Policing has ‘at times, lost sight of the basics’, warns chief constable

Chief Constable Andy Marsh stressed police must “get the basics right” during a speech at the Police Foundation’s John Harris Memorial Lecture on Wednesday night (September 28).

Sep 29, 2022
By Paul Jacques
Chief Constable Andy Marsh

In his speech, Mr Marsh, chief executive of the College of Policing, said: “For me, getting the basics right means delivering what the public expect… the prevention and detection of crime by officers and staff exercising the highest professional standards.

“We have, at times, lost sight of the basics… we are simply not effective enough.”

Earlier this year the College of Policing published a fundamental review into how the organisation works, which set a clear vision to, as Mr Marsh says, “get the basics right and deliver for our communities,” by boosting professionalism, driving consistency and improving leadership.

He used the lecture to set out his plan for how the College of Policing will support officers and staff to deliver a police service which prevents crime and gets justice for more people.

He referred to the Police Foundation’s Strategic Review, which found that detection rates have almost halved in the past seven years. In the year to March 2021 only 9.3 per cent of all recorded police crime resulted in a charge or summons, compared to 17 per cent in 2014.

“The public just don’t think that is good enough. Neither should we,” he says.

On leadership, Mr Marsh set out the case for a renewed focus on investing in leaders at all levels of policing, driven forward by the College’s new National Centre for Police Leadership.

He told an audience from across law enforcement: “If we are truly to change behaviours and improve outcomes we also need to focus on how people are overseen, supported and encouraged in their work.

“That means improving leadership. It is, for me, the most important element of policing.

“No officer or member of staff can meet their potential, have their talent identified and managed, or be challenged when their performance falls short without excellent leadership.

“We need to support and develop this at all levels of policing. From peers who will welcome new recruits, to sergeants and other frontline supervisors, to chief constables setting the direction and modelling the values of the whole force. Leadership is the single most important success factor of a high-performing police force.

“That is why I am so ambitious for the work of the college in this area. The new National Centre for Police Leadership which is being established is going to drive world-class leadership at all levels.

“The centre underpins everyone’s commitment to, and investment in, the police service. It will help ensure we have the right people, with the right skills, knowledge, behaviours, and values to deliver the policing vision.”

He adds that the National Centre for Police Leadership will deliver “leaders who care, who are prepared to listen, and are equipped with the evidence to do the right thing.”

It will give officers “a focus on those crimes that harm the most vulnerable in our society with new tools and tactics. And also focusing on crimes that matter most to the public – getting the basics right”.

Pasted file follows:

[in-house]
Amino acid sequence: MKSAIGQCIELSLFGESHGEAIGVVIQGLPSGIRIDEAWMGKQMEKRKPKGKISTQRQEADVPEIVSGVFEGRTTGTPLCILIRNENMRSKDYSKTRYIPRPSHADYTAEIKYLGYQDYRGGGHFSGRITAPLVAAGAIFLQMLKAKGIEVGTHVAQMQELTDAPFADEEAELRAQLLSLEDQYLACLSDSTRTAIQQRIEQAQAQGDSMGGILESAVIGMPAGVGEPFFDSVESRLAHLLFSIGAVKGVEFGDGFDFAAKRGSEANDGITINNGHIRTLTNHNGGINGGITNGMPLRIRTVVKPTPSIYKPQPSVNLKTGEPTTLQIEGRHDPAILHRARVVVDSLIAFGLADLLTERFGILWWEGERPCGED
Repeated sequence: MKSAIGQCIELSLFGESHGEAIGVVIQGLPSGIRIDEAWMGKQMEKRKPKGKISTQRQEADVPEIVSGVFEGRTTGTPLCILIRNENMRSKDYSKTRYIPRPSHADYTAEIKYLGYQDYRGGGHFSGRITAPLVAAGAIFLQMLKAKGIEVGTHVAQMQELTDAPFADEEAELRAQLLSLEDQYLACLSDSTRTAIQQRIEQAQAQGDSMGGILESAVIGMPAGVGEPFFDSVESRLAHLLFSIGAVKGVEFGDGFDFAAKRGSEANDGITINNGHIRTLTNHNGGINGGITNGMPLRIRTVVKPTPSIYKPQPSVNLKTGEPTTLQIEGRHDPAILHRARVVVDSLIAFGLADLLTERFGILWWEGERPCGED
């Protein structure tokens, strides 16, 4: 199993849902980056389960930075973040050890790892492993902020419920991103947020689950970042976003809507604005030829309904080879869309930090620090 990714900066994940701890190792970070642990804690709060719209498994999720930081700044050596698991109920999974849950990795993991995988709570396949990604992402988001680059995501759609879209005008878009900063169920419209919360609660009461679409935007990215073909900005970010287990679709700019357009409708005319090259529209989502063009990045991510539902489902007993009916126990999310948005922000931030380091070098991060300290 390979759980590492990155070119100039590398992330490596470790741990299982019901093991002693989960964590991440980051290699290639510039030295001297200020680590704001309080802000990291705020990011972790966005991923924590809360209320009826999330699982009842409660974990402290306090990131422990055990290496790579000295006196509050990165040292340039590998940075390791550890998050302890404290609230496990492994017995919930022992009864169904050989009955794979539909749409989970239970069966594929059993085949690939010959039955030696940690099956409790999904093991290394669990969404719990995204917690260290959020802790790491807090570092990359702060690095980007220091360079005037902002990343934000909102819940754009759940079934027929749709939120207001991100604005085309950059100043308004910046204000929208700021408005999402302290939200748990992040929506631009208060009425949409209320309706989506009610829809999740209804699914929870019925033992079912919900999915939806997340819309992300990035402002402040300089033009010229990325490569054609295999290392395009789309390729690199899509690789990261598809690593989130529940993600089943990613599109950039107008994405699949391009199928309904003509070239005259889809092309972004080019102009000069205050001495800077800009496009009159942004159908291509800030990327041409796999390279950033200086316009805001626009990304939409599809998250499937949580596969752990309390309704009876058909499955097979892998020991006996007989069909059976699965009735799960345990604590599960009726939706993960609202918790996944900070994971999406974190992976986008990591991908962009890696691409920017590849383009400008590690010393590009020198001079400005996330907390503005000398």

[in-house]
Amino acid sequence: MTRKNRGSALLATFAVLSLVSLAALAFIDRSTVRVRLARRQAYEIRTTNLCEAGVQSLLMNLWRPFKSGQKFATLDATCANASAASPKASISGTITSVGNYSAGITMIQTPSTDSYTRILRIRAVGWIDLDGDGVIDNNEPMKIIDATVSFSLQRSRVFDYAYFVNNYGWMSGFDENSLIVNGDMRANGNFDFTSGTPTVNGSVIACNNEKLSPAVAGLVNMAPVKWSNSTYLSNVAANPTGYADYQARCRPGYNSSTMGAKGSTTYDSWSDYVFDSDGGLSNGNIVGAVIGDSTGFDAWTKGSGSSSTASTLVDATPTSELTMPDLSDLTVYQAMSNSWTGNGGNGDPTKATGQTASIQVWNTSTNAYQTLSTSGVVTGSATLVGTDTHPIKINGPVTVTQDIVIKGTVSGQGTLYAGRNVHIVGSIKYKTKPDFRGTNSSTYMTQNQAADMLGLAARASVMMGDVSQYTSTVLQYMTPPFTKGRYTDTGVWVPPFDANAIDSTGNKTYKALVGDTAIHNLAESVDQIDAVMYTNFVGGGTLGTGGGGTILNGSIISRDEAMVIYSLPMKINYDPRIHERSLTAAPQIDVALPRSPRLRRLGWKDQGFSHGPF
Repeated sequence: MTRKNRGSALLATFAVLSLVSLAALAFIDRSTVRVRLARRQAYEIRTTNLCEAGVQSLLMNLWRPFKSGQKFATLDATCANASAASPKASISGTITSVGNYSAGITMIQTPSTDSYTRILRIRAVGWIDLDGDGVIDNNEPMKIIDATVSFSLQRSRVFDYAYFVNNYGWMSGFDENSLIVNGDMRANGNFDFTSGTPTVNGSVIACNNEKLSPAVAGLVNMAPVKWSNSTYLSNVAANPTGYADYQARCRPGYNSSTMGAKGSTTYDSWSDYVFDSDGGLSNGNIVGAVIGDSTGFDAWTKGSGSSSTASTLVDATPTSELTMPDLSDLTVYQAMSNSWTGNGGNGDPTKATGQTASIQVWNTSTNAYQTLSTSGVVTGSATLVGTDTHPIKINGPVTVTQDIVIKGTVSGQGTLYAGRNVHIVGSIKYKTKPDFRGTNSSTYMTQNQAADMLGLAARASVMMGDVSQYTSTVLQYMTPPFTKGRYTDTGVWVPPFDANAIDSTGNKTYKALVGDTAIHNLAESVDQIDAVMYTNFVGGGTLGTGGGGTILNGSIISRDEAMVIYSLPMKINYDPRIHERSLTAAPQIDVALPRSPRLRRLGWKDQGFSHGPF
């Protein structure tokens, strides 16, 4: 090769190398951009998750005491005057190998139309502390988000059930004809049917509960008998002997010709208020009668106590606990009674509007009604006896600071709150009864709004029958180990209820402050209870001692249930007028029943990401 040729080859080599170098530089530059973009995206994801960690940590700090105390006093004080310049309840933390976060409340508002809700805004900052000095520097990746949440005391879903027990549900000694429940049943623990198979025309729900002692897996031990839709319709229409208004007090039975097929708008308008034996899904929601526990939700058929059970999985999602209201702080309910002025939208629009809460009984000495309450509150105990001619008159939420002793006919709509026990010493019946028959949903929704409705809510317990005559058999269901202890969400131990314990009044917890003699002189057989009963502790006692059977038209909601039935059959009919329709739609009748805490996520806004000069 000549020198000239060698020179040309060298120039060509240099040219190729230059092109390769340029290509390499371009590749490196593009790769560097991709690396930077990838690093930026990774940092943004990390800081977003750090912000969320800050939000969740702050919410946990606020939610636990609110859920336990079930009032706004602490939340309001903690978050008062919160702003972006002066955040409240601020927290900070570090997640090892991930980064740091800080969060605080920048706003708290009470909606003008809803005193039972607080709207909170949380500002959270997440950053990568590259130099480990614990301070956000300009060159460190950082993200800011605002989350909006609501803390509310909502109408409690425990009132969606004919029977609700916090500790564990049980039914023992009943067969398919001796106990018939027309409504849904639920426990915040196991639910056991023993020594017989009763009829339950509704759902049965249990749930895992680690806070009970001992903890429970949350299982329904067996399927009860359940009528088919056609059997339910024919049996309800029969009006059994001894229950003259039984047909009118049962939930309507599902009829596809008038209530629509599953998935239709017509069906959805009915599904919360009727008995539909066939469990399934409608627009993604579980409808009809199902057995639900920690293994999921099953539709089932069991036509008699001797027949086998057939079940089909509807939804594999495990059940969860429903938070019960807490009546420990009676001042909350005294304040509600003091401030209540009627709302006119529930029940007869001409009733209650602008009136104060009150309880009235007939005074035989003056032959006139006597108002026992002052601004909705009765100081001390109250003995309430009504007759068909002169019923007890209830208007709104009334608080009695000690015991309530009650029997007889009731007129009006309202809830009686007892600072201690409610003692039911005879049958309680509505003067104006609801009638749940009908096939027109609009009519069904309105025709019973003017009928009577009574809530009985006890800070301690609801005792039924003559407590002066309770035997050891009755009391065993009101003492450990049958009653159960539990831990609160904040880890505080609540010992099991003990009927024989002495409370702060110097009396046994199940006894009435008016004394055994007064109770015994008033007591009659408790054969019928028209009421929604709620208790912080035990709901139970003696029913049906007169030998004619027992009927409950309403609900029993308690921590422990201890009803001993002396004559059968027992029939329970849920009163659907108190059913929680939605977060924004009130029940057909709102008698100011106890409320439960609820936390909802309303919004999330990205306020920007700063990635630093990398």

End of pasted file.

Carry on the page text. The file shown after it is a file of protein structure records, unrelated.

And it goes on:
The wide-ranging lecture also touched on current policing performance, culture and public expectations, with the chief constable suggesting: “When citizens find themselves having to do the job of the police – whether that is tracking down their own stolen tech using find my phone, only for the police to refuse to investigate, or when mothers patrol the streets because they are concerned about the safety of their children, their patience with us is going to be pretty thin.

“It is the job of all in policing, not least of all in the college, to equip our officers with the skills and knowledge, that I have talked about, that they need to prevent crime and catch criminals.

“The public, and politicians who represent them, have a right to expect the very highest levels of performance, with integrity, and are right to hold us to account for delivering it. Policing spends billions of pounds of public money every year; we cannot baulk at scrutiny and oversight, which is a fundamentally important part of any recipe for success.”

Mr Marsh also stressed the need to match good community engagement with strong performance: “Community engagement is hard work. Getting the confidence of communities requires a concerted effort – to paraphrase, it arrives on foot and leaves on a tweet.”

“…there are many communities to engage with in an even-handed way. Real engagement is hard work and takes dedication, attention to detail and follow up every single day. To simplify it with a mathematical analogy, there is an equation. In my book, performance plus trust equals confidence.

“It is not enough simply to show that we care about diverse communities if we are not dealing with the most basic requirements they have of us, namely to prevent and detect crime.

“Engagement, in a policing model built on consent, is the route to effective performance and keeping people safe, and should not be a distraction from it. At the moment we are simply not effective enough; performance is not good enough.”

“Policing is a serious business – we need to roll up our sleeves and focus on cutting crime and building confidence. When certain behaviours become distractions from this mission it is time to think again.”

Mr Andy Marsh has been a police officer for more than 30 years. He joined the College of Policing in August 2021 after leading both the Hampshire and Avon and Somerset forces.

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